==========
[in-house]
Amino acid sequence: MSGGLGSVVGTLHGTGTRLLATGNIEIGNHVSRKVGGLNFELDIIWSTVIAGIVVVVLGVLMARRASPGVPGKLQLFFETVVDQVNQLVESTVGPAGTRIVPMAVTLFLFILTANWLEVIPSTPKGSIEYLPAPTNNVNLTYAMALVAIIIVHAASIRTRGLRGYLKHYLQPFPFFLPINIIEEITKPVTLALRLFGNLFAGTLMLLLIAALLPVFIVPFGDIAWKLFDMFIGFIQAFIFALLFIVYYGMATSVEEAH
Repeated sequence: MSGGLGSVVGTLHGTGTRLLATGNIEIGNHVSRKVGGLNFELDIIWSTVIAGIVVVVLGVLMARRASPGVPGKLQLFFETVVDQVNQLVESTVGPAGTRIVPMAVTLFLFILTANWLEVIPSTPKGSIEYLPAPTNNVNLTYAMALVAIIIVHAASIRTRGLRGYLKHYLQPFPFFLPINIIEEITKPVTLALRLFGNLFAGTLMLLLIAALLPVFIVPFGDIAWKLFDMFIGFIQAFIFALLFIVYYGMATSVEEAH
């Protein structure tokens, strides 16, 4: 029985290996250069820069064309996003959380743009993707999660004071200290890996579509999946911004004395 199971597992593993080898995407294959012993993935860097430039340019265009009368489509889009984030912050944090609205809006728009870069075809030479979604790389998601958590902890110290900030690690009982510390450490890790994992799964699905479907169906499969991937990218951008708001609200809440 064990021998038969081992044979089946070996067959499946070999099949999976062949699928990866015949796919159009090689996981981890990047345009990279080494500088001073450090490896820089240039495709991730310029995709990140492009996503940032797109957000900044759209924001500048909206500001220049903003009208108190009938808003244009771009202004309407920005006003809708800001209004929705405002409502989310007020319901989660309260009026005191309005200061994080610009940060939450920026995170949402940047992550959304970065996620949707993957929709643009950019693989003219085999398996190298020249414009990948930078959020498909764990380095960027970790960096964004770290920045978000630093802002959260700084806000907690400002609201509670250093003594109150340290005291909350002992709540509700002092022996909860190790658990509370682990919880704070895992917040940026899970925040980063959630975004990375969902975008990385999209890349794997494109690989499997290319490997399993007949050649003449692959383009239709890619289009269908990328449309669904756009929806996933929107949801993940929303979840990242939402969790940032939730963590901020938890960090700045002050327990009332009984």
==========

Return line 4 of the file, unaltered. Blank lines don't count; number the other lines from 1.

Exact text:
């Protein structure tokens, strides 16, 4: 029985290996250069820069064309996003959380743009993707999660004071200290890996579509999946911004004395 199971597992593993080898995407294959012993993935860097430039340019265009009368489509889009984030912050944090609205809006728009870069075809030479979604790389998601958590902890110290900030690690009982510390450490890790994992799964699905479907169906499969991937990218951008708001609200809440 064990021998038969081992044979089946070996067959499946070999099949999976062949699928990866015949796919159009090689996981981890990047345009990279080494500088001073450090490896820089240039495709991730310029995709990140492009996503940032797109957000900044759209924001500048909206500001220049903003009208108190009938808003244009771009202004309407920005006003809708800001209004929705405002409502989310007020319901989660309260009026005191309005200061994080610009940060939450920026995170949402940047992550959304970065996620949707993957929709643009950019693989003219085999398996190298020249414009990948930078959020498909764990380095960027970790960096964004770290920045978000630093802002959260700084806000907690400002609201509670250093003594109150340290005291909350002992709540509700002092022996909860190790658990509370682990919880704070895992917040940026899970925040980063959630975004990375969902975008990385999209890349794997494109690989499997290319490997399993007949050649003449692959383009239709890619289009269908990328449309669904756009929806996933929107949801993940929303979840990242939402969790940032939730963590901020938890960090700045002050327990009332009984």